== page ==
When you buy a keyboard, it’s important you think about how you intend to use it. What do you need it for – both now and in the future? Are you a student and do you need to be able to write essays on it? Are you going to use it at work? Are you going to play games on it? If you play MMORPGs, for example, keyboards with macro buttons are often welcome because you can set them to your own preferences. For example, they can be set to game shortcuts.

It’s also very important to consider the ergonomics. A keyboard should be designed so you can type on it for a long time without getting a pain in your shoulders, for example. So consider things like height adjustment, wrist support, the placement of the buttons and more. The keys should also be convenient and easy to press.

When it comes to keyboards and layouts, there’s a different layout for every country. A UK English keyboard has one layout, while a Swedish keyboard has another – Swedish includes the letters ÅÄÖ for example. So it’s also important that you buy a keyboard intended for the language you usually type in.

Keyboards have changed throughout the years. Today there are many different types of keyboards, both wired and wireless. Wireless keyboards are powered by batteries and connected to the computer via Bluetooth or a USB dongle.

How keyboards are built also differs. The standard membrane keyboard was common in the past, and still dominates today when it comes to office keyboards and the like. These are based on a system where thin membranes activate a circuit layer when you press a key. Then signals are sent to the computer.

While membranes are common in offices, mechanical keyboards are common when gaming. When you play games, you need to be able to press several keys at the same time without any key failing to register, because different keyboard combinations give different outcomes. In a keyboard based on the membrane system, this wouldn’t work. But in a mechanical keyboard, you have individual switches that send individual signals for each key, instead of a large circuit board. Different keyboards have different limitations when it comes to ghosting. (How many keys you can press at once.) You can press more buttons at once on some than on others.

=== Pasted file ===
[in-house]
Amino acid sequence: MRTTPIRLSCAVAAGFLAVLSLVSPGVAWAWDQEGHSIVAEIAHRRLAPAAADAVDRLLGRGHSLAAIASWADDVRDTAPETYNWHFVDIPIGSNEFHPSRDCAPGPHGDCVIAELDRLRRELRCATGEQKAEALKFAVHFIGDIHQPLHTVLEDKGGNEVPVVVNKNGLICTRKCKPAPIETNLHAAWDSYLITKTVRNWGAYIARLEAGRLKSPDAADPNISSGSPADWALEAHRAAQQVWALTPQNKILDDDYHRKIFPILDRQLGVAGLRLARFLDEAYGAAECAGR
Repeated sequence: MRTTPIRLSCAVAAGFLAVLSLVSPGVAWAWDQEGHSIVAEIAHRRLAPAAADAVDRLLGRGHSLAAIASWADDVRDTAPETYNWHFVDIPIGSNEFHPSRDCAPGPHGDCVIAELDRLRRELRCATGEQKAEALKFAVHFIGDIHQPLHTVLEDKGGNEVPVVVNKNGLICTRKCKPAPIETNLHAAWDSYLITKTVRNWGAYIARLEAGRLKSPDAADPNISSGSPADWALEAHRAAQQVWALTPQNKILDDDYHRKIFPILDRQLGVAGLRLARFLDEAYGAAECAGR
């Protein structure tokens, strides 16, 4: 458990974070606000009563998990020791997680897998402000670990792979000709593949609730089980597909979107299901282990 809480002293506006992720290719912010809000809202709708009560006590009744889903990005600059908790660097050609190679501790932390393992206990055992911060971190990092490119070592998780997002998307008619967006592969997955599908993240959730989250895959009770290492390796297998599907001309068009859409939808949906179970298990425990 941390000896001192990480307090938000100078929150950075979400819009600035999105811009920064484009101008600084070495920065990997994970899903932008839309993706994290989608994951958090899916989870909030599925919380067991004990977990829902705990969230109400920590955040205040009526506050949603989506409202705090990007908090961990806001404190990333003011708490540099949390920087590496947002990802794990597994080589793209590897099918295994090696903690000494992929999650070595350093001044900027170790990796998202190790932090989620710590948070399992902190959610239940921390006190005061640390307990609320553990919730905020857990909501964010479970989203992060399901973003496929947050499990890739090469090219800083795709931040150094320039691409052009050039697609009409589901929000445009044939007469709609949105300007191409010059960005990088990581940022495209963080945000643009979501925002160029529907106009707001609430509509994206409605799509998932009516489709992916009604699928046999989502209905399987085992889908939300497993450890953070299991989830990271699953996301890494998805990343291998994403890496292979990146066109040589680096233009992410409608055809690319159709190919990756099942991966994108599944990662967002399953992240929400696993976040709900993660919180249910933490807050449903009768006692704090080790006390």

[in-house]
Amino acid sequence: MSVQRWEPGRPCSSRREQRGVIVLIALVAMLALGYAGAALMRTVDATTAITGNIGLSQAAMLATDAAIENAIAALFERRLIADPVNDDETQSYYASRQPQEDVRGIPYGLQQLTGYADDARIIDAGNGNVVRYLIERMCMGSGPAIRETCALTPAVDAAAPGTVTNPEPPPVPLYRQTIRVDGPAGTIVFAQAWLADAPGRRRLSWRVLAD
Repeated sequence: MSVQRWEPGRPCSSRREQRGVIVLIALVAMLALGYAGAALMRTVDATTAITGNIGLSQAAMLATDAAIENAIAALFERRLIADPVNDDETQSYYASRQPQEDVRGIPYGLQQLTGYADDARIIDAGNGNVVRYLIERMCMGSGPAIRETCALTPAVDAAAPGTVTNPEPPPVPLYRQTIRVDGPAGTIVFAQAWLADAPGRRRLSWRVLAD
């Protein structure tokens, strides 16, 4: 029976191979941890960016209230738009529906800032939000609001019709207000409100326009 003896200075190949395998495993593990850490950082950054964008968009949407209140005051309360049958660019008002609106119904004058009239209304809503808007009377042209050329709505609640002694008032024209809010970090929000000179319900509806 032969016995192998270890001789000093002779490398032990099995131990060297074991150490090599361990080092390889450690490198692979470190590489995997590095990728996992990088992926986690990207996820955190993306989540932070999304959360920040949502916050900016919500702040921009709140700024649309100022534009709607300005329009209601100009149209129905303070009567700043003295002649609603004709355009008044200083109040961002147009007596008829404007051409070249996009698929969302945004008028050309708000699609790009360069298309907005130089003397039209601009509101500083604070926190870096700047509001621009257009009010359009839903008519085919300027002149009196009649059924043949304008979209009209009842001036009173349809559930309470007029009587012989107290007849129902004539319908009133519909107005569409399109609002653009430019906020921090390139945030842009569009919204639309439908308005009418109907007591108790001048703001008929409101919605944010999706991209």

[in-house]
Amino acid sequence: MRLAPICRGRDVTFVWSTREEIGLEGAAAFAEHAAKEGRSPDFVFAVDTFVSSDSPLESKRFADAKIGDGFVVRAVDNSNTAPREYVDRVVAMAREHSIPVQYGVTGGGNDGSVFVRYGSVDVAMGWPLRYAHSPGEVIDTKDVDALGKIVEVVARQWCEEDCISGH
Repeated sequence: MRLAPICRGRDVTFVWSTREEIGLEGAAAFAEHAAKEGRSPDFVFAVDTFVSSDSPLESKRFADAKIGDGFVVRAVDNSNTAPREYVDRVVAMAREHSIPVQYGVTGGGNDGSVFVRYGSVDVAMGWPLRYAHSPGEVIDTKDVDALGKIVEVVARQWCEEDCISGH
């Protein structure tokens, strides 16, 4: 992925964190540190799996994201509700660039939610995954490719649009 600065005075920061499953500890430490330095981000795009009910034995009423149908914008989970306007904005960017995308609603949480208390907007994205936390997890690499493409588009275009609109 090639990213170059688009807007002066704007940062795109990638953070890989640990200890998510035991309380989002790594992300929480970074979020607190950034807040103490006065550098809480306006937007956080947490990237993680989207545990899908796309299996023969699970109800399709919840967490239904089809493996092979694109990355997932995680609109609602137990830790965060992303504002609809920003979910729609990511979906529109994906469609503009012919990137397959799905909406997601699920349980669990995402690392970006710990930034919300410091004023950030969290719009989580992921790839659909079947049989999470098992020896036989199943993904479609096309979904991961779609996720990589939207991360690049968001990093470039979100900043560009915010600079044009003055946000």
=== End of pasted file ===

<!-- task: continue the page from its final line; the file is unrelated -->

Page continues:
Keyboard switches

Furthermore, there are also different types of switches. The five most common are listed below, but there are many more.

Cherry MX Blue

Cherry MX Blue switches make a bit more noise than other switches and aren’t really suitable for gaming. However, they are nice for typing.

Cherry MX Red

This is more of a general switch that works for a wide range of tasks. Cherry MX Red switches are characterised by a light typing feel, and are just as suitable for typing essays as for playing games. The switches are activated faster and are more sensitive than, for example, Cherry MX Black switches.

Cherry MX Black

Cherry MX Black isn’t the sort of switch you want on a keyboard where you have to type a lot. By contrast, this type of switch is excellent if you play games such as WoW because they are ideal for individual keystrokes. The Cherry MX Black is a silent linear switch with good responsiveness but, at the same time, isn’t overly sensitive, as the activation of the button takes place about halfway down.

Cherry MX Brown

You can recognize Cherry MX Brown switches by their muted sound when you press them. Just like the Cherry MX Red, these are something of an all-round switch, but they are very tactile, which is what gives them a muted sound profile. Cherry MX Brown switches are well suited for both gaming and typing.

Cherry MX Speed Silver

This is a switch designed specifically for gaming. The Cherry MX Speed Silver has a very short travel and is thus activated very quickly, which makes you faster in a game. These switches are well suited for MMORPG games, for example, where fast key presses are essential.

Frequently asked questions about gaming keyboards

Who invented the keyboard?

The keyboards we all use today come from the typewriter. The popular QWERTY system itself was invented by an American called Christopher Sholes, in the 1860s. The name QWERTY comes from the first five letters on the keyboard.

How do I change the language on my keyboard?

If your language is incorrectly set, you can change it in Windows. You go to the start menu, navigate to the control panel and select the Languages option. (The name of this may vary, depending on your version of Windows.) This allows you to set the keyboard to your desired language.